(TCO is Tjänstemännens Centralorganisation, the main coordinating body of Swedish white-collar unions. Ensuring a good working environment for their members is a core mission.)

                                                                  1. 2

                                                                    What I find helps the most is reducing the blue light levels - stuff like f.lux works well.

                                                                    I’m also looking into e-ink monitors, but damn, they’re pricey.

                                                              2. 3

                                                                Yeah, I’m a fan of light mode (specifically white backgrounds) on screen most the time too, and actually found colors so bad that’s a big reason why I wrote my own terminal emulator. Just changing the palette by itself wasn’t enough, I actually wanted it to adjust based on dynamic background too (so say, an application tries to print blue on black, my terminal will choose a different “blue” than if it was blue on white, having the terminal emulator itself do this meant it would apply to all applications without reconfiguration, it would apply if i did screen -d -r from a white screen to a black screen (since the emulator knows the background, unlike the applications!), and would apply even if the application specifically printed blue on black since that just drives me nuts and I see no need to respect an application that doesn’t respect my eyes).

                                                                A little thing, but it has brought me great joy. Even stock ls would print a green i found so hard to read on white. And now my thing adjusts green and yellow on white too!

                                                                Whenever I see someone else advertising their new terminal emulator, I don’t look for yet another GPU render. I look to see what they did with colors and scrollback controls.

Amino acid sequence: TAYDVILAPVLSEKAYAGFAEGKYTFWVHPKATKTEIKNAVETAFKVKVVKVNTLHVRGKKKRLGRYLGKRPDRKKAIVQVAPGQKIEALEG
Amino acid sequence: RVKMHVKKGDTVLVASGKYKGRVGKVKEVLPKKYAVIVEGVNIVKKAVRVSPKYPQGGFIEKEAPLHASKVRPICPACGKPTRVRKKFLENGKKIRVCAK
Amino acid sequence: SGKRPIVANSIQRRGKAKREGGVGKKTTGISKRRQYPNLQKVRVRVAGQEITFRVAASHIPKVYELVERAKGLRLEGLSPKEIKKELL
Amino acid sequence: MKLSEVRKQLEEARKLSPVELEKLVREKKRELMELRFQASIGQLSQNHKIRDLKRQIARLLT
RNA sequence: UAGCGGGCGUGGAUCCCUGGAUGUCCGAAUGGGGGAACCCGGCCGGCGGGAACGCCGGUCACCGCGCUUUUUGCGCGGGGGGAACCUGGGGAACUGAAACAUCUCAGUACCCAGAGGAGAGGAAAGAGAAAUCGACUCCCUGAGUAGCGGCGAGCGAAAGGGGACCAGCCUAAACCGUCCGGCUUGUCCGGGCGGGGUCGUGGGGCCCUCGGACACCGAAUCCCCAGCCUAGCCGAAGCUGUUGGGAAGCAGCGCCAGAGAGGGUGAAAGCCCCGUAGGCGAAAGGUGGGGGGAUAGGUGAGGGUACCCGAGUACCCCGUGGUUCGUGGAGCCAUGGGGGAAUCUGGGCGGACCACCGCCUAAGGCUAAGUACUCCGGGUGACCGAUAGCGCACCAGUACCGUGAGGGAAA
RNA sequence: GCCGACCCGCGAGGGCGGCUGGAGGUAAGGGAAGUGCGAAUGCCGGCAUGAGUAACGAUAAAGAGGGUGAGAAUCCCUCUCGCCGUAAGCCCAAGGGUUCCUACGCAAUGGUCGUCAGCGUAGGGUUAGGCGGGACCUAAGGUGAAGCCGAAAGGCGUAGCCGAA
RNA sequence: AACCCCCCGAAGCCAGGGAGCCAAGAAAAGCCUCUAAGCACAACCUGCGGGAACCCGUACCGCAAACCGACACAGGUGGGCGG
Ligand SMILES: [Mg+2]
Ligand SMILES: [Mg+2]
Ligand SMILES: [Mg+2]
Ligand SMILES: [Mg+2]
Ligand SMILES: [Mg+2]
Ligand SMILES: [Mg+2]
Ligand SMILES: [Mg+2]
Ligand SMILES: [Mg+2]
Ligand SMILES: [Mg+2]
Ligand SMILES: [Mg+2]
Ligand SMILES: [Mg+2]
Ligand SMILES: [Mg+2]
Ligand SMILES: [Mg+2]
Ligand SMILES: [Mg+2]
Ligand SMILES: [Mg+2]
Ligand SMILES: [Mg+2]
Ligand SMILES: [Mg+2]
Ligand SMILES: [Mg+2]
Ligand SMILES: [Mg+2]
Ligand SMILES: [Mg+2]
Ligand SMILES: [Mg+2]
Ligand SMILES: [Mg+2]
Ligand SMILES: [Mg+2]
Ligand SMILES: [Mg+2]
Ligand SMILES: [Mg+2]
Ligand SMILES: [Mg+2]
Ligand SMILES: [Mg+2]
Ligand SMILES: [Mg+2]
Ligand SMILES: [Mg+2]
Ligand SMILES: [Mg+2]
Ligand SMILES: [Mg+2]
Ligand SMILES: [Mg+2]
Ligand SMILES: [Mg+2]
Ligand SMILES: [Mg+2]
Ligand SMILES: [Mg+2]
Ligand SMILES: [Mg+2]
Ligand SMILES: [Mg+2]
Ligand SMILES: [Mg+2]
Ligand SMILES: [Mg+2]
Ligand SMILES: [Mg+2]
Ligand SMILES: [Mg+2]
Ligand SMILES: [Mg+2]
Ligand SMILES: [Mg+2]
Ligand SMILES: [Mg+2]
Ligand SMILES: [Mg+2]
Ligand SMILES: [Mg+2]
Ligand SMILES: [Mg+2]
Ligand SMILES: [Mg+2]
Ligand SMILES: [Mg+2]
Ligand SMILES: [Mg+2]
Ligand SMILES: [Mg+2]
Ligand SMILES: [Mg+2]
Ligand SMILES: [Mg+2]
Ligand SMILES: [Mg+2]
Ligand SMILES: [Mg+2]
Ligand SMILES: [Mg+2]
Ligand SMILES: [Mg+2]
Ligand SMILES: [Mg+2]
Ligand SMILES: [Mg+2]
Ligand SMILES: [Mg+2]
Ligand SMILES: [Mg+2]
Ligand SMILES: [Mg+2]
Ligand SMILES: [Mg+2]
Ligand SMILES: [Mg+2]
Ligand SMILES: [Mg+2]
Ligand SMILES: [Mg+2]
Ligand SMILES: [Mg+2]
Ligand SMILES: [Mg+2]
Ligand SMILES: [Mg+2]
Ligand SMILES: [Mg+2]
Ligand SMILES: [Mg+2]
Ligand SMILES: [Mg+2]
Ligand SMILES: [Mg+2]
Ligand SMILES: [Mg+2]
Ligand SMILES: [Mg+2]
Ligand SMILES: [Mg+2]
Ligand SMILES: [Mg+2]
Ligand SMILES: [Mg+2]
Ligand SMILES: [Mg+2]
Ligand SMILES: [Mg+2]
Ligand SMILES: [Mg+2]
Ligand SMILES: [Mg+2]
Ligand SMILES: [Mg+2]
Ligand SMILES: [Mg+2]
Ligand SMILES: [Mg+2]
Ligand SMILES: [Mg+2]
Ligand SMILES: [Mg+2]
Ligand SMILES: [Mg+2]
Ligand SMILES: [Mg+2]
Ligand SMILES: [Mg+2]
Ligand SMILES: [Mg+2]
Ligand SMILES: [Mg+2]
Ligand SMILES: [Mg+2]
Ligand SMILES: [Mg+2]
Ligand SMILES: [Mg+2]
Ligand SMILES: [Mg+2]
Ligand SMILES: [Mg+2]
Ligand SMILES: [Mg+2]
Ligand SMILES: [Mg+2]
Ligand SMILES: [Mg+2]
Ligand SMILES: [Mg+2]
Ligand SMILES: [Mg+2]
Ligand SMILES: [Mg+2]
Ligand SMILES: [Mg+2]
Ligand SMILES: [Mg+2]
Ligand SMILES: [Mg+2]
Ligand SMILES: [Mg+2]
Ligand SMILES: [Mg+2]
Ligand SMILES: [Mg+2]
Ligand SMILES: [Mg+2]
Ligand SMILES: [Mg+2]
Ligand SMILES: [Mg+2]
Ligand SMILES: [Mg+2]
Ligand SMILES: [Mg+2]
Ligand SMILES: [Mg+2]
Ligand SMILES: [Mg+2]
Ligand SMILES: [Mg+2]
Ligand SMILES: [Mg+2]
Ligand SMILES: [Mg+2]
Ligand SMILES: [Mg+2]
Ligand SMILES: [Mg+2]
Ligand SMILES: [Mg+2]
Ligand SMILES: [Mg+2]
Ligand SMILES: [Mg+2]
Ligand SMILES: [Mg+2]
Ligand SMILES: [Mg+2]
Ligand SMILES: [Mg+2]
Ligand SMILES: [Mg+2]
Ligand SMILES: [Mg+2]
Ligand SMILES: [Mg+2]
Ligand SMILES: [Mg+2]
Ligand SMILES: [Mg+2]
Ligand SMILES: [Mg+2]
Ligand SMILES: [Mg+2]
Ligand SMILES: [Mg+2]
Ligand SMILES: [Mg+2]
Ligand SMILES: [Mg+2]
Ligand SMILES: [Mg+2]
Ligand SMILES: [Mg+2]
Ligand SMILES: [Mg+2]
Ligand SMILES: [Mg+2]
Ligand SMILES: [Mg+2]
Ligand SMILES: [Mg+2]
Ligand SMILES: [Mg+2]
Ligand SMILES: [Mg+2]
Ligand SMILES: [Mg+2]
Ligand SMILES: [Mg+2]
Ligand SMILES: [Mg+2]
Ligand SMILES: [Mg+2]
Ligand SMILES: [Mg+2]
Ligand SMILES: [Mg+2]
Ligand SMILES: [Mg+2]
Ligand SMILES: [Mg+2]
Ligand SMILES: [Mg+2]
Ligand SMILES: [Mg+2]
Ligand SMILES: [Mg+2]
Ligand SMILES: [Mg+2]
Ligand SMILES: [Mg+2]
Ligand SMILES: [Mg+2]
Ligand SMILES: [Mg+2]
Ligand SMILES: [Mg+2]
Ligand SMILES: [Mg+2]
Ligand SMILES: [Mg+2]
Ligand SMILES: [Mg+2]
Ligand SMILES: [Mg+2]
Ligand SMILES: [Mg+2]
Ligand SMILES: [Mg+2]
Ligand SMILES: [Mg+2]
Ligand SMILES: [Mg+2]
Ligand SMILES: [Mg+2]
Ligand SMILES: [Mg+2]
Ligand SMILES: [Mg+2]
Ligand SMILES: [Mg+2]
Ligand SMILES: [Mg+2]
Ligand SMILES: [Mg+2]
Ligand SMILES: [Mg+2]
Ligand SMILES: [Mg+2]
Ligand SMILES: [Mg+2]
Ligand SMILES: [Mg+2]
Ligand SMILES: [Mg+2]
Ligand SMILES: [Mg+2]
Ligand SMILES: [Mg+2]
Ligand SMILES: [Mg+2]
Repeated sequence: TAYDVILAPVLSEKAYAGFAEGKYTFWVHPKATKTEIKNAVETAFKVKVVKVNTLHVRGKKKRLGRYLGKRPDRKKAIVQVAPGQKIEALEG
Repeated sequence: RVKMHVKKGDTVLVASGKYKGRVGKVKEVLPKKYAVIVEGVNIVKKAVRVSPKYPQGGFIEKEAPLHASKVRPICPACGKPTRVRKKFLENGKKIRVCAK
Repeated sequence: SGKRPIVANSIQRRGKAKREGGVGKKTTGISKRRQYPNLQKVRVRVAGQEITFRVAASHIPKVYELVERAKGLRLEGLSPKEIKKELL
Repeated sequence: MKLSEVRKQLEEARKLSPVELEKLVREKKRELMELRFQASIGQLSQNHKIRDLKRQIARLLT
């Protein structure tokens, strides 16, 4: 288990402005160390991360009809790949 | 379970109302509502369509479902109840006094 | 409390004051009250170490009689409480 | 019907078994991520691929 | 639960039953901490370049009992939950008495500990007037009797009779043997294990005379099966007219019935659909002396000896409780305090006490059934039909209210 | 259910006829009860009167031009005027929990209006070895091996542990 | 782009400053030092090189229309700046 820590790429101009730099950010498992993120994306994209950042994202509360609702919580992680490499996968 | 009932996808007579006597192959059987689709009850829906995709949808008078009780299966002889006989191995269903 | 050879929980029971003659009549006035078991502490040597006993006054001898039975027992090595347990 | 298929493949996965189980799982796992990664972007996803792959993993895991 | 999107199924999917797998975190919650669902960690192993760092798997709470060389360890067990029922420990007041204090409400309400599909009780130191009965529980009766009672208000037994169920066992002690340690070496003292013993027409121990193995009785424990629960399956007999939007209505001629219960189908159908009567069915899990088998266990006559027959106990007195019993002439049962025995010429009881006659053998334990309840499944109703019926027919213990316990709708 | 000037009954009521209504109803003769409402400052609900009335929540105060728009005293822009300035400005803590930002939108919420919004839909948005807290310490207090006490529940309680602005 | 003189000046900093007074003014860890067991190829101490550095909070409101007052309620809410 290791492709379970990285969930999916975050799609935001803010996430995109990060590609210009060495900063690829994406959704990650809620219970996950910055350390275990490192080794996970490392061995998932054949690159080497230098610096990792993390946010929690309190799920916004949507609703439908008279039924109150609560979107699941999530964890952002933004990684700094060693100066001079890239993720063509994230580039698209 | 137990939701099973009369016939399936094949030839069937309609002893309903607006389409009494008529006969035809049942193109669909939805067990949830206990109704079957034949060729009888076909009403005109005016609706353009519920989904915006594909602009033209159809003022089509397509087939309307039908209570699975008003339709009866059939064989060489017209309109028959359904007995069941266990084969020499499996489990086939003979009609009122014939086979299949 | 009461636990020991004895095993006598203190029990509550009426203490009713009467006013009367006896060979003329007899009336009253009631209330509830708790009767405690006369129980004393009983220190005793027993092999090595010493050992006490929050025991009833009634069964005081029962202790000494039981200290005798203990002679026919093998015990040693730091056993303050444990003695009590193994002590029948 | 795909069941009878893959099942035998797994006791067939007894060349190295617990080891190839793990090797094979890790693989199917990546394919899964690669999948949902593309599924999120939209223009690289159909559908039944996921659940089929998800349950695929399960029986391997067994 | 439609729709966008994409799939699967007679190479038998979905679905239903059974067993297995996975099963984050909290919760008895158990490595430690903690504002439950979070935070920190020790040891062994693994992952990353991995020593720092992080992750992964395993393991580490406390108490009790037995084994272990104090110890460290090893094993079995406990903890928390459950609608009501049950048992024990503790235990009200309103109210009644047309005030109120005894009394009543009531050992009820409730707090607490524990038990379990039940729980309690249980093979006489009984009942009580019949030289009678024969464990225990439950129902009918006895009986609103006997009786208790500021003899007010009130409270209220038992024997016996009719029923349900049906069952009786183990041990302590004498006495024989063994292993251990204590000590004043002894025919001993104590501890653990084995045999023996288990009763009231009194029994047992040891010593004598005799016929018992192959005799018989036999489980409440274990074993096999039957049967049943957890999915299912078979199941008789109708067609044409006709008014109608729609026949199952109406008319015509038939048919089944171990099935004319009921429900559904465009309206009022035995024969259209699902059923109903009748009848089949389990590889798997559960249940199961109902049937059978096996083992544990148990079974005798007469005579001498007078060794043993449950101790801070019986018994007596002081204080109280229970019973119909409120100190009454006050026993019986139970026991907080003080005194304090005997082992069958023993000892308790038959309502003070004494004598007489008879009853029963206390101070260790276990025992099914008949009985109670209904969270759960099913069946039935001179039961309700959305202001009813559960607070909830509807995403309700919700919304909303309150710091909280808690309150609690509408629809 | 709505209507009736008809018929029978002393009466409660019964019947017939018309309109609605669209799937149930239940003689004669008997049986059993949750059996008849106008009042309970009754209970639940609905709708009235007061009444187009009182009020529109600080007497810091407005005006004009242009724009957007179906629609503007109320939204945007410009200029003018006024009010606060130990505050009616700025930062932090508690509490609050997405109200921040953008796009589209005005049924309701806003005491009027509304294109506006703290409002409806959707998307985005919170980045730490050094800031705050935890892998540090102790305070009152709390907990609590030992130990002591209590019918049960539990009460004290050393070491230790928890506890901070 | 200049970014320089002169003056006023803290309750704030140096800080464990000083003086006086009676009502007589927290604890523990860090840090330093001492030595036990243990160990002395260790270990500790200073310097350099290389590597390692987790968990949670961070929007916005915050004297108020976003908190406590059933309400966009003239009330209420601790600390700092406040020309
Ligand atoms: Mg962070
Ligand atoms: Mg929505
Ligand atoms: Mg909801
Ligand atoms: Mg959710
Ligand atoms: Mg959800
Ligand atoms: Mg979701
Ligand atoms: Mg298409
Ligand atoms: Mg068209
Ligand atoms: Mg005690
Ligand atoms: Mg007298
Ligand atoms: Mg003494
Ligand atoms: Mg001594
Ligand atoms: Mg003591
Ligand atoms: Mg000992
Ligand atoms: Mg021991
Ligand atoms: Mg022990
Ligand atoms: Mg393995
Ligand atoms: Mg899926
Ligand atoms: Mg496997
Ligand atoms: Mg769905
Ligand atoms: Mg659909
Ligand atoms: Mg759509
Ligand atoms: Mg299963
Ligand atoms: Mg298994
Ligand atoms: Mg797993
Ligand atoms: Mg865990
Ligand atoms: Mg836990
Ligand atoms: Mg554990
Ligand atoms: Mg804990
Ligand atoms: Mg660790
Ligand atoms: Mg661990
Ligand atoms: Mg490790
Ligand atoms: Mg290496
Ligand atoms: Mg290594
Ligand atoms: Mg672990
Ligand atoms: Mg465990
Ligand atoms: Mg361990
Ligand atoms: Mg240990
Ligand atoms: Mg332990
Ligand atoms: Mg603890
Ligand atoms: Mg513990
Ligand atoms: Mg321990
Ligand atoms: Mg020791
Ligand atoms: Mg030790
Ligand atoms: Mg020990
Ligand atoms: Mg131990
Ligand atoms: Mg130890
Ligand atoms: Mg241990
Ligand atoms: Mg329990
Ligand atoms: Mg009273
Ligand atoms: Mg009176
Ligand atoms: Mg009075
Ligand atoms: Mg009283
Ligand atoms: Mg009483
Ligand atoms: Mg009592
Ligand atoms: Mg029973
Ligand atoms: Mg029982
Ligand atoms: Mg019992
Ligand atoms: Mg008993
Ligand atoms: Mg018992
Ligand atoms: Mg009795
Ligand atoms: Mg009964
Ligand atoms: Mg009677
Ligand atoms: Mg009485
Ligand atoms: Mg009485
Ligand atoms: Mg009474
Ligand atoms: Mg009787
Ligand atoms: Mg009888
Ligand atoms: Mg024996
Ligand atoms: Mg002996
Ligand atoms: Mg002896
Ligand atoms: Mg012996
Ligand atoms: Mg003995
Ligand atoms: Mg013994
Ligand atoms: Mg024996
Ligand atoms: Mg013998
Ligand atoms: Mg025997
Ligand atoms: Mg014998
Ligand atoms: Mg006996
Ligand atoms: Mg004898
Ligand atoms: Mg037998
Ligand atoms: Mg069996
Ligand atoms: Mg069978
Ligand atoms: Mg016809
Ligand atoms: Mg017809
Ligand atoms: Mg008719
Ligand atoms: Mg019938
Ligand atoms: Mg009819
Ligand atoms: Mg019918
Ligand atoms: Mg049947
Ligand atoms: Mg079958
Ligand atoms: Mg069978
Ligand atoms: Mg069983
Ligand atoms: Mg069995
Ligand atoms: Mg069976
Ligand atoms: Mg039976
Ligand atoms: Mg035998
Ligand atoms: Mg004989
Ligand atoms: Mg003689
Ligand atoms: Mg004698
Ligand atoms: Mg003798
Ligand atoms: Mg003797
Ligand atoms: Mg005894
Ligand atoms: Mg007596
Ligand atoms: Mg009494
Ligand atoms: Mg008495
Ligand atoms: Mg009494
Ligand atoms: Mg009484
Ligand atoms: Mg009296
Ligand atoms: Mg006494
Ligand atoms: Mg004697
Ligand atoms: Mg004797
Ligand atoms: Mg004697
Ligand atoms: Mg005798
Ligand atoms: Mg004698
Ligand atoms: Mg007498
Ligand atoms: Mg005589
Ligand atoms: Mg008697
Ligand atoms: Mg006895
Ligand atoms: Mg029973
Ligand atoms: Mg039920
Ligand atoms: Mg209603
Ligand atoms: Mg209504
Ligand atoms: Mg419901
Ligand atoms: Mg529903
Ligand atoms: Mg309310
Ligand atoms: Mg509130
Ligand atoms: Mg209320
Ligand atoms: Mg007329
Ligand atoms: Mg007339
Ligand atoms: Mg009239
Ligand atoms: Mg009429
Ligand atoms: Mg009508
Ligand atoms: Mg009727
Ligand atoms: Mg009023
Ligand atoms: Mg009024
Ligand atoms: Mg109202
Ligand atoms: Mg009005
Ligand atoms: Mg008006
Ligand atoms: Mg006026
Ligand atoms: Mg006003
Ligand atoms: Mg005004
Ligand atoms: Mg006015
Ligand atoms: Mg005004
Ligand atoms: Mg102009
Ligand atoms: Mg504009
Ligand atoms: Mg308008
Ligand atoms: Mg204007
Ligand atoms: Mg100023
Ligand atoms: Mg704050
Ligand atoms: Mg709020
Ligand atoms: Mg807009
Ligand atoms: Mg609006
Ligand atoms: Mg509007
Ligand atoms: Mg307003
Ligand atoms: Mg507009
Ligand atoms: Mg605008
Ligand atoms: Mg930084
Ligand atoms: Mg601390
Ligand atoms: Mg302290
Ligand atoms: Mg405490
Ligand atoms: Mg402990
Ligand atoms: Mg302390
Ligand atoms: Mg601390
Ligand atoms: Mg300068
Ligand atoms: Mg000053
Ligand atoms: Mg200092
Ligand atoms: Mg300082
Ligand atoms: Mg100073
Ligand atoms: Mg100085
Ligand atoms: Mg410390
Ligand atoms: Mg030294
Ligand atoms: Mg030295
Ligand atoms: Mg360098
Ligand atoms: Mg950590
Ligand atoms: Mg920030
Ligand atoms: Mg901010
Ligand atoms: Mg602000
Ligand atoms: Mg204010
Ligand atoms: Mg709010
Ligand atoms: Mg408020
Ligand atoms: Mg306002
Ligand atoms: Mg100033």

1. 2

                                                                  I got fed up with this and decided to do something about it, so after what felt like endless fiddling and colorspace conversions, I have a color scheme that pretty much succeeds at making everything legible, in both light and dark mode. It achieves this by

                                                                  • Deriving color values from the L*C*h* color space to maximize the human-perceived color difference.
                                                                  • Assigning tuned color values as a function of logical color (0-15), whether it’s used for foreground or background, and whether it’s for dark or light mode.
                                                                  • Assigning the default fg/bg colors explicitly as a 17th logical color, distinguished from the 16 colors assignable by escape sequences.

                                                                  As a result, I can even read black-on-black and white-on-white text with some difficulty.

                                                                  Here it is: https://github.com/svenssonaxel/st/blob/master/config.h#L117-L207

                                                                  1. 2

                                                                    I had the same problem with bat so I contributed 8-bit color schemes for it: ansi, base16, and base16-256. The ansi one is limited to the 8 basic ANSI colors (well really 6, since it uses the default foreground instead of black/white so that it works on dark and light terminals), while the base16 ones follow the base16 palette.

                                                                    Put export BAT_THEME=ansi in your .profile and bat should look okay in any terminal theme.

                                                                    1. 2

                                                                      As I said, I could set the theme, but my point was that I don’t want to be setting themes for all these things. That’s maintenance work I don’t need.

                                                                      1. 1